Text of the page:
This might seem simple, but it takes commitment as well. Almost every automation you do drains money from your paycheck or from your bank account for some higher purpose, but with that comes an inherent pledge to cover the rest of your expenses with what’s left in your paycheck and in your account. Automation is powerful, and it’s a great way to ensure that you stick to a routine, but it still requires you to be able to deal with the rest of your life without the money you’re automating away.

Again, it’s simple, but it isn’t easy. Here’s another piece that’s simple but not easy.

Good Social Support

Social support is vital for making changes to your life, but not in the way you might initially think. It doesn’t come from announcing your big upcoming goals to your friends, as that won’t actually help very much and is likely to actually backfire on you.

Rather, good social support comes from surrounding yourself with people who have very similar goals and routines as you and are even willing to work together to help each other achieve those goals and maintain those routines.

Much like it’s easier to keep going to a fitness class if you have a bunch of friends in the class or how it’s easier to go for a jog in the morning if you’re meeting a friend, it’s easier to stick with good spending routines if you surround yourself with people who have good spending routines.

If you have friends who share the same priorities, you don’t have to shout your goals at them or even tell them at all. Just simply emulate what they’re doing and talk about those efforts. If you have friends that are all into running, you can talk about running and find people to go running with and feel supported as a runner. If you have friends that are all into vegetarianism, you can talk about vegetarianism and easily find people to eat vegetarian meals with and feel supported as a vegetarian. If you have friends who are frugal and interested in retiring early, you can talk about frugality and retiring early and easily find people to help you with frugal projects and who will be great pals when you’re both fifty and out of the rat race.

Find people who share your goals and ambitions and are disciplined about it. Establish friendships with them. Again, it’s a step that sounds simple, but is it easy? How do you find these people? Look for free community events where you actually interact with people before, during, or after the event. Look for people in your workplace who use lunchtime as a social opportunity but do so by bringing their own meals or leftovers. Check out Meetup or your library for social groups that seem to overlap with keeping spending low and get involved.

There’s one final tool you can apply to help you succeed at something that seems simple but actually isn’t very easy.

Elimination of Temptation

What are the things in your life that tempt you away from making the best choices for you and your future? Get them out of your life or minimize them wherever you can.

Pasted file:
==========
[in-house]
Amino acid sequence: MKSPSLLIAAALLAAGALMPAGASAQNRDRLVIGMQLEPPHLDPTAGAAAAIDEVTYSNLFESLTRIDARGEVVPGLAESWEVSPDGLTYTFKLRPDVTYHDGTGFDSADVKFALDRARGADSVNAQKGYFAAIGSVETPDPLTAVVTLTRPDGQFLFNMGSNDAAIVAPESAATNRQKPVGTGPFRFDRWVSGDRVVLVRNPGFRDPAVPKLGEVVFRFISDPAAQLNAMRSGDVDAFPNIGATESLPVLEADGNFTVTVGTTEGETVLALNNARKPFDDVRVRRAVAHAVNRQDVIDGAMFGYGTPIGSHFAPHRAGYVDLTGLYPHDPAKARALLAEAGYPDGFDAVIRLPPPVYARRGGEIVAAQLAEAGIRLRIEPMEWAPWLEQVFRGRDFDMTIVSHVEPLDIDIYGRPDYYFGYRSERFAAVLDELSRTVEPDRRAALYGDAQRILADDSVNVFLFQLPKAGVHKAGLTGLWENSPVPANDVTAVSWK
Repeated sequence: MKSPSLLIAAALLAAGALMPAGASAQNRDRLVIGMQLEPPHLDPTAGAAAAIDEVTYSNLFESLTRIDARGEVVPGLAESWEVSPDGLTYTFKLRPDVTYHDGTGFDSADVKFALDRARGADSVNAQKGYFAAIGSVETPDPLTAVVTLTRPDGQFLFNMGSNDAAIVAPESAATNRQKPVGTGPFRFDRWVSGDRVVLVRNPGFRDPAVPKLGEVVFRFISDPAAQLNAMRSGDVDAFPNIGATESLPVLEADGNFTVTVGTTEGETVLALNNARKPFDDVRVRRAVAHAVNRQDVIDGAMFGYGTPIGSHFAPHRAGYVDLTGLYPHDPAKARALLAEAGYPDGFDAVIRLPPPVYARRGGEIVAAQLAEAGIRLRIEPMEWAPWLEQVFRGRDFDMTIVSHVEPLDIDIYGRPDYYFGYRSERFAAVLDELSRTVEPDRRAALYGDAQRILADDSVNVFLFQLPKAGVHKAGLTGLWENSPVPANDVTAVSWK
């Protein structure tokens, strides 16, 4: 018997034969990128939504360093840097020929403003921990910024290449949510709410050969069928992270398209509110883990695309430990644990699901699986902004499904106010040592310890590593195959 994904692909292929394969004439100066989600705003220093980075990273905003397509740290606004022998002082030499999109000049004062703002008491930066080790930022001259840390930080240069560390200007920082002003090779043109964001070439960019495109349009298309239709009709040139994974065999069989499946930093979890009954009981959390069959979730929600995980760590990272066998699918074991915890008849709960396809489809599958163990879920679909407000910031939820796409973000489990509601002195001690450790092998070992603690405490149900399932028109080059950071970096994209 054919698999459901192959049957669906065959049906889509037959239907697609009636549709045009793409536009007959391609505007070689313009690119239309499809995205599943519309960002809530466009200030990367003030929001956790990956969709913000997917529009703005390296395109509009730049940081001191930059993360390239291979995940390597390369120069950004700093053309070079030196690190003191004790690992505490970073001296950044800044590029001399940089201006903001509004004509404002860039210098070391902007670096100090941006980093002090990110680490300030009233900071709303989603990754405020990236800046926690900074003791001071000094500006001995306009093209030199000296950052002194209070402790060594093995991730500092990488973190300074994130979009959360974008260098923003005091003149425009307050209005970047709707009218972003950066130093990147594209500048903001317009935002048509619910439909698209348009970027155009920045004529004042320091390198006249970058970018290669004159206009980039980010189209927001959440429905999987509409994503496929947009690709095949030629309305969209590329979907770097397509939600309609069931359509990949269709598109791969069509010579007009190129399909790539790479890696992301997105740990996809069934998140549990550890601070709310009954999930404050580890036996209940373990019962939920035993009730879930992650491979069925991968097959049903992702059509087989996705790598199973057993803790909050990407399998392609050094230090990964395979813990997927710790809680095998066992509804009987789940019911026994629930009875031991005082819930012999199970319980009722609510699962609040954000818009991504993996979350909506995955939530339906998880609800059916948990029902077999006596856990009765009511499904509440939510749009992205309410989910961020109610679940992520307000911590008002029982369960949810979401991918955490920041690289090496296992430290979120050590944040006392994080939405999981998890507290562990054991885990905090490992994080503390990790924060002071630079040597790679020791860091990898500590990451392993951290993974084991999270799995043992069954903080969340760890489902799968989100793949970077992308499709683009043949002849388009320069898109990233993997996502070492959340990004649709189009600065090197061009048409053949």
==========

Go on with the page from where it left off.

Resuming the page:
Do you see things you want on the television programs you watch? Cut out the television, or at least those programs. Life will go on. Do you see things you want or are envious of on social media? Cut out the social media. Life will go on. Do you find yourself wanting all kinds of stuff after reading websites or magazines? Stop visiting those websites and reading those magazines. Life will go on.

Life is full of abundant entertainment that doesn’t try to sell you on things. Go read a book or take a walk or learn how to play a musical instrument or learn how to solve a Rubik’s Cube in under 20 seconds or take up a martial art or watch a ton of classic films or… well, anything else.

Again, this circles back to routine. If part of your routine involves absorbing media that causes you to want to buy things, you need to change that routine. Delete that app. Cancel that cable service. Delete that website bookmark.

Minimize the things that tempt you in your life and you’ll find that temptation bubbles its way into your life much less often.

Simple, Not Easy

All of these steps are conceptually simple, but if there’s anything to be learned on the road to financial success, it’s that simple does not mean easy. There are many things in life that are incredibly simple to understand but incredibly difficult to actually execute in our lives.

There’s a reason why 60% of Americans essentially never exercise, why 78% of Americans live paycheck to paycheck, why most people have huge regrets at the end of their life for simple things left undone. Quite often, the simple things are the hardest to do.

Don’t sit back and just read about financial change. Do it. Make financial change happen in your life. Do it with the tools you have at your disposal. Discipline. Grit. Routine. Automation. Good social support. Elimination of temptation. Focusing on one day at a time, one action at a time if you have to.

You can do this, but you have to do it.

Go get ’em.

Trent Hamm

Founder & Columnist

Trent Hamm founded The Simple Dollar in 2006 and still writes a daily column on personal finance. He’s the author of three books published by Simon & Schuster and Financial Times Press, has contributed to Business Insider, US News & World Report, Yahoo Finance, and Lifehacker, and his financial advice has been featured in The New York Times, TIME, Forbes, The Guardian, and elsewhere.